Saturday, November 28, 2009

The Queen Susan Shawl

Yeah, yeah. Harry has been following me around for the last few days, poking me with his swagger stick  to remind me that I haven't posted a blog entry in weeks. Because his swagger stitck is an exquisitely sharp quilting needle equipped with a customized leather handle, being poked with it gets the point across (Ouch! Bad Pun!).

Most of my time for the last few weeks has been sucked up into a fascinating collaborative project called The Queen Susan Shawl (based on a photograph by M. Sutherland, from The Shetland Museum  Photographic Archive). 



The project is remarkable in so many ways. It shows, first of all, the power of a social networking site such as Ravelry, to foster communication across the entire globe. The shawl is so lovely and so complicated, but by combining all of our skills, The Ravelry Heirloom Knitting Forum has re-created the pattern for this masterpiece. Right now, the only missing bits are the corner chart and a paragraph or two of  calculations. We are hoping that by the New Year, The Queen Susan shawl pattern will be available on Ravelry, free to anyone who wants to hoard, knit, or just cherish this delightful design.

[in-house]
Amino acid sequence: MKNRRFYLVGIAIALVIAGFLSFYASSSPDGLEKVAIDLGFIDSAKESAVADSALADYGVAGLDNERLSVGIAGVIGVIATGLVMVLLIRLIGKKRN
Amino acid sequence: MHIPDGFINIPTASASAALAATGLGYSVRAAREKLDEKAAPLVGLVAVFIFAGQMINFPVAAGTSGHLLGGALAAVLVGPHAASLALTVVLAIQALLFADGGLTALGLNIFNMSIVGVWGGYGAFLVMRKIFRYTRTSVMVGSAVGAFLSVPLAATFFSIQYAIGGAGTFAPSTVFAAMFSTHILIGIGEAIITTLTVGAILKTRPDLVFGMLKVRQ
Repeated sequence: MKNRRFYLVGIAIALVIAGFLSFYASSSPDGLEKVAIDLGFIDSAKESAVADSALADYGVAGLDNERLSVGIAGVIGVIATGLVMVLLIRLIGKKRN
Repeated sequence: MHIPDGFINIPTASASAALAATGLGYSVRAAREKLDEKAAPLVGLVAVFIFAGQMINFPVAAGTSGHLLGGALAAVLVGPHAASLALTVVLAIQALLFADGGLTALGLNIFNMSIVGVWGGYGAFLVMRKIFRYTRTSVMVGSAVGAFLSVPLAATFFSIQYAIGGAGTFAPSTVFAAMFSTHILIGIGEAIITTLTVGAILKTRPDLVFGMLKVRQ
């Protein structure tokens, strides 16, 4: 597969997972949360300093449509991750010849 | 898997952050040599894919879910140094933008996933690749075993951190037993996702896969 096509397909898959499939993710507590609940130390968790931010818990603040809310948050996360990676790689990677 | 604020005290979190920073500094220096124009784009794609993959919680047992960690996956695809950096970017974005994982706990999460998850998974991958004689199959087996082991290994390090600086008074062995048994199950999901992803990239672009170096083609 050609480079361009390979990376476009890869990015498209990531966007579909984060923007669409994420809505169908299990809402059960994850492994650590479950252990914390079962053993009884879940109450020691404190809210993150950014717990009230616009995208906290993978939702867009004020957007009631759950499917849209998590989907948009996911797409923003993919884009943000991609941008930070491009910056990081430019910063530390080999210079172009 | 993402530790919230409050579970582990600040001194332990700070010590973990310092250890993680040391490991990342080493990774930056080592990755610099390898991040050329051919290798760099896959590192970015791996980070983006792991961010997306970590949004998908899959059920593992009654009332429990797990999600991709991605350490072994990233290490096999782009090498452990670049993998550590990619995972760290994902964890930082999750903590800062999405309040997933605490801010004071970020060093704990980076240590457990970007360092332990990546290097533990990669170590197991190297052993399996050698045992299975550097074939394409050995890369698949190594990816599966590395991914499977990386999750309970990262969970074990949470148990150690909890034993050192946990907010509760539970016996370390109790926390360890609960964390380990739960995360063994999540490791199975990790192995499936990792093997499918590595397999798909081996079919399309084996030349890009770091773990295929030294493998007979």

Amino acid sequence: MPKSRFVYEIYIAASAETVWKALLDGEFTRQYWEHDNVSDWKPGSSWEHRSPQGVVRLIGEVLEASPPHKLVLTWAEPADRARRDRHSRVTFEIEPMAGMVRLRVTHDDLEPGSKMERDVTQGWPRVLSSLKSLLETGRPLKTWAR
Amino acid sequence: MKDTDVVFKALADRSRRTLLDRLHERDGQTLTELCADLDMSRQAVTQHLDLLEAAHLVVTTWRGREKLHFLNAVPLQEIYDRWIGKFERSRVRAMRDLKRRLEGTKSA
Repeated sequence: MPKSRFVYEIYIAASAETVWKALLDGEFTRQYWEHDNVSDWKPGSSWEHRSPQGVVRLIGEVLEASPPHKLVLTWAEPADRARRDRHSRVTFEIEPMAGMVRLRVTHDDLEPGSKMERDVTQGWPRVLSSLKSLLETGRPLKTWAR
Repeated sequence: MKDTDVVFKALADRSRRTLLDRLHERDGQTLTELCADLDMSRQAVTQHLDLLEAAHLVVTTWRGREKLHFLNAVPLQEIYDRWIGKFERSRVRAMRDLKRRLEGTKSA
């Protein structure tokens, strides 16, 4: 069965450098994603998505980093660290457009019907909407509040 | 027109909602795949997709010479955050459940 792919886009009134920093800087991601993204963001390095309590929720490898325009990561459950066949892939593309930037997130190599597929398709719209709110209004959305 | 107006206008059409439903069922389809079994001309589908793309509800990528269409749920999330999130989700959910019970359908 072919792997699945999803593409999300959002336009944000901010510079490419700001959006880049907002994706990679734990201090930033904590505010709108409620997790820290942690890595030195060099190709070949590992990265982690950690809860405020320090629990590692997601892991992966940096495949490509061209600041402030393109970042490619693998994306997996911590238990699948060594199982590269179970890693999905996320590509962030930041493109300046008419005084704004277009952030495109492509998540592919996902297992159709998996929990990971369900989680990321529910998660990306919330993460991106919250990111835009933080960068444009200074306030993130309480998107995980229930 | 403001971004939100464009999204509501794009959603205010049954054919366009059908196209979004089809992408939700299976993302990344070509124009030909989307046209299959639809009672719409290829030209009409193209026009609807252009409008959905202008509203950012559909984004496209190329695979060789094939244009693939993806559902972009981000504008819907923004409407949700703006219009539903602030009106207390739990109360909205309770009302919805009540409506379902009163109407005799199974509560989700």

Because I have been working like a little fiend on all aspects of the shawl, I am not going to recapitulate the history. Instead, I am posting, with my own permission (seeing as how I wrote it), the introduction to the pattern booklet. It's a lovely story, so please enjoy!


Little did Clarabeasty realize what a firestorm she would start when she innocently posted a shawl picture from the Shetland Museum on the usually quiet Heirloom Knitting Ravelry forum:

October 16, 2009
Clarabeasty: Does anyone recognize the border pattern on this piece of lace? Specifically the part that looks like little wreaths and twigs.

Sophiphi137: No, but it is beautiful! I also am now very curious about it.

M1K1: Look again in the Shetland Museum photo library. There is a close up detail of another shawl which has the scalloped (wreath) effect made by placing roses.
You can get a really good look at it by selecting Large Image.
Isn’t it a fabulous effect - softening the straight lines of the zigzags.
Actually this might be the same one you showed above...

fleegle: Wow! That’s the most beautiful border I’ve ever seen…..gets out graph paper immediately….